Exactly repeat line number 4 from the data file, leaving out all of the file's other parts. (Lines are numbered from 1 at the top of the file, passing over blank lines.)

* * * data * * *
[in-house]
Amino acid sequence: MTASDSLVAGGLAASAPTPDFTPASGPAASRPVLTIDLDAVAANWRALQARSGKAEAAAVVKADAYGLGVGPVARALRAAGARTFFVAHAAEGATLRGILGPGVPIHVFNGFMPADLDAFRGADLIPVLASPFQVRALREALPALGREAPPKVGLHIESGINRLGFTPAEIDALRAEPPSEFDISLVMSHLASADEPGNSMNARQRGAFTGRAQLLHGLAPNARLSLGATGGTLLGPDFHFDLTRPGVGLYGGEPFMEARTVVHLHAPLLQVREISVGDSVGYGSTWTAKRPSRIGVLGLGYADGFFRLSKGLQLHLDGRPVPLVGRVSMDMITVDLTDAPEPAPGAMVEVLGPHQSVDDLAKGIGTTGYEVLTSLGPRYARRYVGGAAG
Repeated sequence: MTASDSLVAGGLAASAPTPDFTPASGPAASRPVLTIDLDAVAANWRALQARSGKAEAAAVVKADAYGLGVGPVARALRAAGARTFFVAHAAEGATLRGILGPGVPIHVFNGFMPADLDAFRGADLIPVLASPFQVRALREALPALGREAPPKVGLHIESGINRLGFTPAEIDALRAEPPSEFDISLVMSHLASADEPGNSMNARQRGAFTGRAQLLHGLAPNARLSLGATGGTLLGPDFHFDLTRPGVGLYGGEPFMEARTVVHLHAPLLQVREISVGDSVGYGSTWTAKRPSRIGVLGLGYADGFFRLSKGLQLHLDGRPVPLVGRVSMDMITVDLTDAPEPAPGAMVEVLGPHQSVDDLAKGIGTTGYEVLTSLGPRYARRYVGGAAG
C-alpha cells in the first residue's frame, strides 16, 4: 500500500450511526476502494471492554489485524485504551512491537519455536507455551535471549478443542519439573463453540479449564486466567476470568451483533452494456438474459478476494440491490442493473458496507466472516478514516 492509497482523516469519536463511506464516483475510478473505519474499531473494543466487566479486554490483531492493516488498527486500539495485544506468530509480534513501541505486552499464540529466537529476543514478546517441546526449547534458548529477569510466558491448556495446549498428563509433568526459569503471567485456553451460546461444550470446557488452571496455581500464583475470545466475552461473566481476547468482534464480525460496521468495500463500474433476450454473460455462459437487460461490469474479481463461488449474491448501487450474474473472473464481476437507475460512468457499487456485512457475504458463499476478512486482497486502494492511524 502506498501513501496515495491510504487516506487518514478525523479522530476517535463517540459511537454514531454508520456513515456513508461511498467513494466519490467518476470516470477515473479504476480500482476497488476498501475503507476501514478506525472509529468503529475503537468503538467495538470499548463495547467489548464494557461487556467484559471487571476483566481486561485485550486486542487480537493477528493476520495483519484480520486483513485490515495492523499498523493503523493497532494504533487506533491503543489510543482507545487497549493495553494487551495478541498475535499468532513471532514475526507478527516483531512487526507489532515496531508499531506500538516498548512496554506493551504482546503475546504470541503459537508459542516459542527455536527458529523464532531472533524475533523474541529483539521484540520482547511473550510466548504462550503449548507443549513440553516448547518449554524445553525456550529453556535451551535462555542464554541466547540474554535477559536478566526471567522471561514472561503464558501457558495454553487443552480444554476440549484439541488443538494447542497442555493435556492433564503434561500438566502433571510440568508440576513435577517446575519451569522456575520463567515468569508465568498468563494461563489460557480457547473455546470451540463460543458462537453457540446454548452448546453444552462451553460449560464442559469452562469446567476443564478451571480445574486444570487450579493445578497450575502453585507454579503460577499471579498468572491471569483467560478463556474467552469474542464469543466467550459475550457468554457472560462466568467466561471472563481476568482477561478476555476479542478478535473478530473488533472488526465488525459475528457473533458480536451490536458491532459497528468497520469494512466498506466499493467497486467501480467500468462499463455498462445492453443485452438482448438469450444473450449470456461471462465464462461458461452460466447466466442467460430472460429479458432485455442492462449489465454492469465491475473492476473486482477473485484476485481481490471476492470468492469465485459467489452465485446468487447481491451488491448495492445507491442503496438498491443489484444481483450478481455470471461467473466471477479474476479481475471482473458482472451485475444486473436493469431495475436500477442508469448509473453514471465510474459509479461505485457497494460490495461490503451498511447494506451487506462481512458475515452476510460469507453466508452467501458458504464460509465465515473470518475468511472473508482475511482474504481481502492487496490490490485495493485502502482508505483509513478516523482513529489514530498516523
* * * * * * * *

C-alpha cells in the first residue's frame, strides 16, 4: 500500500450511526476502494471492554489485524485504551512491537519455536507455551535471549478443542519439573463453540479449564486466567476470568451483533452494456438474459478476494440491490442493473458496507466472516478514516 492509497482523516469519536463511506464516483475510478473505519474499531473494543466487566479486554490483531492493516488498527486500539495485544506468530509480534513501541505486552499464540529466537529476543514478546517441546526449547534458548529477569510466558491448556495446549498428563509433568526459569503471567485456553451460546461444550470446557488452571496455581500464583475470545466475552461473566481476547468482534464480525460496521468495500463500474433476450454473460455462459437487460461490469474479481463461488449474491448501487450474474473472473464481476437507475460512468457499487456485512457475504458463499476478512486482497486502494492511524 502506498501513501496515495491510504487516506487518514478525523479522530476517535463517540459511537454514531454508520456513515456513508461511498467513494466519490467518476470516470477515473479504476480500482476497488476498501475503507476501514478506525472509529468503529475503537468503538467495538470499548463495547467489548464494557461487556467484559471487571476483566481486561485485550486486542487480537493477528493476520495483519484480520486483513485490515495492523499498523493503523493497532494504533487506533491503543489510543482507545487497549493495553494487551495478541498475535499468532513471532514475526507478527516483531512487526507489532515496531508499531506500538516498548512496554506493551504482546503475546504470541503459537508459542516459542527455536527458529523464532531472533524475533523474541529483539521484540520482547511473550510466548504462550503449548507443549513440553516448547518449554524445553525456550529453556535451551535462555542464554541466547540474554535477559536478566526471567522471561514472561503464558501457558495454553487443552480444554476440549484439541488443538494447542497442555493435556492433564503434561500438566502433571510440568508440576513435577517446575519451569522456575520463567515468569508465568498468563494461563489460557480457547473455546470451540463460543458462537453457540446454548452448546453444552462451553460449560464442559469452562469446567476443564478451571480445574486444570487450579493445578497450575502453585507454579503460577499471579498468572491471569483467560478463556474467552469474542464469543466467550459475550457468554457472560462466568467466561471472563481476568482477561478476555476479542478478535473478530473488533472488526465488525459475528457473533458480536451490536458491532459497528468497520469494512466498506466499493467497486467501480467500468462499463455498462445492453443485452438482448438469450444473450449470456461471462465464462461458461452460466447466466442467460430472460429479458432485455442492462449489465454492469465491475473492476473486482477473485484476485481481490471476492470468492469465485459467489452465485446468487447481491451488491448495492445507491442503496438498491443489484444481483450478481455470471461467473466471477479474476479481475471482473458482472451485475444486473436493469431495475436500477442508469448509473453514471465510474459509479461505485457497494460490495461490503451498511447494506451487506462481512458475515452476510460469507453466508452467501458458504464460509465465515473470518475468511472473508482475511482474504481481502492487496490490490485495493485502502482508505483509513478516523482513529489514530498516523